Here, it must be said, that the ship's company of Orwell gave us a total welcome aboard their already overcrowded ship. We had no hammocks, but chose to sleep on the padded locker seats as close as possible to the port passageway leading out to the iron deck. I was also afraid, at first, to visit the "heads", which, in Orwell were deep down forward; I felt happier once we were well out to sea, and hopefully, clear of U-boats.

We heard that some additional escorts were being sent out from Scapa to meet us and when they joined we saw among than two of our newly completed Flotilla mates, Carron and Cavalier. Carron, if I remember correctly, was still awaiting her main armament fit.

We arrived back in Scapa Flow on 27 February and before long were on the train south from Scrabster. At Chatham Barracks we were re-kitted, but the renewal of my lost pay book caused consternation to the old Chief Petty Officer pensioner who was dealing with me. No rating is ever parted from his pay book. No pay book - no rating - therefore “I did not exist”. This impasse was cleared by the more imaginative and understanding Chief at the adjacent table and he issued me with my new book; next came some money and that all important rail warrant, together with chit authorising me to proceed home on 14 days "In from sea" and "Survivors" leave.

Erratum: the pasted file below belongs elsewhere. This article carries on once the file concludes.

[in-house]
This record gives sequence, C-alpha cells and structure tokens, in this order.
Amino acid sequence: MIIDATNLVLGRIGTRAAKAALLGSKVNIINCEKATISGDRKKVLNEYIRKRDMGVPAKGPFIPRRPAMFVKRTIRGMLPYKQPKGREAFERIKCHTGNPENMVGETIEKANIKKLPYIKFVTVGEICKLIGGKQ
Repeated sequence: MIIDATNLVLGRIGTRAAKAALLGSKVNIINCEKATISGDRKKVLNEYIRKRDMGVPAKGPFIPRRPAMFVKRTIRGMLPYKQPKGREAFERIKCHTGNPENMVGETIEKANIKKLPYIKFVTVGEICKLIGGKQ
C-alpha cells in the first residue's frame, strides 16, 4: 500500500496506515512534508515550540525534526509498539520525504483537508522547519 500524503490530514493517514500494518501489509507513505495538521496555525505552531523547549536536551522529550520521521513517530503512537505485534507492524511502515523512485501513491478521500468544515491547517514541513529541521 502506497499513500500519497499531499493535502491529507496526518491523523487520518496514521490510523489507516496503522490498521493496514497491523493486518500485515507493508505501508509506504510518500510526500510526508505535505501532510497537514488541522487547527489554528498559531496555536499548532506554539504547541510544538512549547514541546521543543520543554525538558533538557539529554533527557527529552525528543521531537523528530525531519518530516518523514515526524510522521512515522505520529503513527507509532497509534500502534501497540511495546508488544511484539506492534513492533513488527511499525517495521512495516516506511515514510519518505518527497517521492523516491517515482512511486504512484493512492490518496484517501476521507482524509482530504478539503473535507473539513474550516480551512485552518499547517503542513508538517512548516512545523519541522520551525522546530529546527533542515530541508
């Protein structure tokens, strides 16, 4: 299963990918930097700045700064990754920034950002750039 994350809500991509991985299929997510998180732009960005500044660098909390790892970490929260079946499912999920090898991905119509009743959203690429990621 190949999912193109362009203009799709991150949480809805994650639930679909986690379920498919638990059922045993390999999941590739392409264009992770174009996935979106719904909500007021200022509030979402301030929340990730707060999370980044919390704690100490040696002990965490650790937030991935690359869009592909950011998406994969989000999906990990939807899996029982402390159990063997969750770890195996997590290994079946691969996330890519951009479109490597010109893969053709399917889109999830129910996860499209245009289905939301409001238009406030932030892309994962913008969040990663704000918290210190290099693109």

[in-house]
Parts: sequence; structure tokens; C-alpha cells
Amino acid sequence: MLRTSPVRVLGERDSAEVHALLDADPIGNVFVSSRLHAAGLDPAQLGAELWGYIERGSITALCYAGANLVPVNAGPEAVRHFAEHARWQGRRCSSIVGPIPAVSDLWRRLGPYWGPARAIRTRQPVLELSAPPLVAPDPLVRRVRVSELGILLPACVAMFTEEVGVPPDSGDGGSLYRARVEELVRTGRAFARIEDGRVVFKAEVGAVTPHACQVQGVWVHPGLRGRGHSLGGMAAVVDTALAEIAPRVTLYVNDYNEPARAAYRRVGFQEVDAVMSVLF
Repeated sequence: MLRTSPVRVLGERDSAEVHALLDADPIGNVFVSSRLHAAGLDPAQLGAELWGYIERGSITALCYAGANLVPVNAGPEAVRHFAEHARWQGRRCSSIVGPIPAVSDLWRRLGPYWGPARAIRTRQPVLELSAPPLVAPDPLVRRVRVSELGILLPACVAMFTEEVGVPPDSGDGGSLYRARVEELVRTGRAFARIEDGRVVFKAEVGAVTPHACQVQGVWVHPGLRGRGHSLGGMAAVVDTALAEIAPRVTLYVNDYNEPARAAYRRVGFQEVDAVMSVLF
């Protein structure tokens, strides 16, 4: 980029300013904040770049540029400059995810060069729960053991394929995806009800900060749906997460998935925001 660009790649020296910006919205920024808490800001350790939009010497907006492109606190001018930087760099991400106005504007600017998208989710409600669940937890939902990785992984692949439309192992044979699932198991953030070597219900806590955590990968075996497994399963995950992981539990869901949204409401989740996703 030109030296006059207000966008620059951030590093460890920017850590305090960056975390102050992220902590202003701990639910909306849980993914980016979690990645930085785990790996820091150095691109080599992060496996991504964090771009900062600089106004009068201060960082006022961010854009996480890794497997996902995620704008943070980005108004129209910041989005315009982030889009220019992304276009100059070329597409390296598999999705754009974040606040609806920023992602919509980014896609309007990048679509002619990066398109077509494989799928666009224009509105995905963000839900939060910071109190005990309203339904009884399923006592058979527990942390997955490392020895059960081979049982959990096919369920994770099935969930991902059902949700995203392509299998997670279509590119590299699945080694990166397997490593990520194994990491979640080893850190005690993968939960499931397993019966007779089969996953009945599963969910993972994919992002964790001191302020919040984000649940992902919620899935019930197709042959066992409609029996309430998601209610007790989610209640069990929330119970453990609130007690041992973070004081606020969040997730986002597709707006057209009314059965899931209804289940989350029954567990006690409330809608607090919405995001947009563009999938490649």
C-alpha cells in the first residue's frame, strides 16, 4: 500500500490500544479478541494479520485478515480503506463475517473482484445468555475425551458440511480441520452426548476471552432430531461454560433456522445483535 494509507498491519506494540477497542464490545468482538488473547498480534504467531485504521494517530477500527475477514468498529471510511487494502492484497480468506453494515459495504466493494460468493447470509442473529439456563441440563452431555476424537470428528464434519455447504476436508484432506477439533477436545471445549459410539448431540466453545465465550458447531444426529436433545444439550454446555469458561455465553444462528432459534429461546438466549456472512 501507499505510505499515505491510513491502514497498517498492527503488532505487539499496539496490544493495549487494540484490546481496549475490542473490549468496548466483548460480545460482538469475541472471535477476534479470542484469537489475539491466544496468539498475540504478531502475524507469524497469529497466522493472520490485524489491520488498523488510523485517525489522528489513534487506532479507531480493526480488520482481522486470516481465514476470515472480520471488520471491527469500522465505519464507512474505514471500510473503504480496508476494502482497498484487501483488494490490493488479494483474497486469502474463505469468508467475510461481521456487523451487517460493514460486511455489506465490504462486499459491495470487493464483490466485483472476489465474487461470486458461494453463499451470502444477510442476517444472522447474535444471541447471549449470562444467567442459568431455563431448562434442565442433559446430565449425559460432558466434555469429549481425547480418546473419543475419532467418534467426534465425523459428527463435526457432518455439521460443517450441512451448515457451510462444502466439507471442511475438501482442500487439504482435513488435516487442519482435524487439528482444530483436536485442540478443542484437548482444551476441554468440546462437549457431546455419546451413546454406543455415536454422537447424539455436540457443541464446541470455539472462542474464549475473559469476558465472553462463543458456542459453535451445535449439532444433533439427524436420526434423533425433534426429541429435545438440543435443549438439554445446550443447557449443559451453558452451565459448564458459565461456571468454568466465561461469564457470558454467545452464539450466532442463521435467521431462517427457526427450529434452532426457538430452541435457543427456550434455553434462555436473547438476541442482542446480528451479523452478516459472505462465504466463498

On my return to Barracks at the end of the leave the only ex-Cassandra I saw was Jim Petrie, the Captain's Steward.

I spent the next few months on various courses, coming across Lt. Ivey at one of them and we had a very long chat together.

I changed my Port Division to Portsmouth and finished up in the 'Hunt' class destroyer Eggesford in the Reserve Fleet moored in the trots up Porchester Creek in Portsmouth Harbour.

I was demobbed from Stamshaw at Portsmouth on the 19 November 1946, less than a week before my 21st birthday.

In the autumn of 1950 I was visited at home by the parents of Don Berry, and then by John Barren's father and was able to answer their questions as to how and where their sons had died.

I later visited the repaired, refitted and modernised Cassandra in No. 12 Dock at Portsmouth on 14 February, 1965, almost twenty years to the day since I had left her at Rosta, also in dry dock. I was warmly welcomed aboard, given tea, and then a conducted tour round the ship by the Officer of the Day. There were a lot of changes, but I was most interested in seeing the "new" bows and forward Mess Decks installed while under repair at Gibraltar.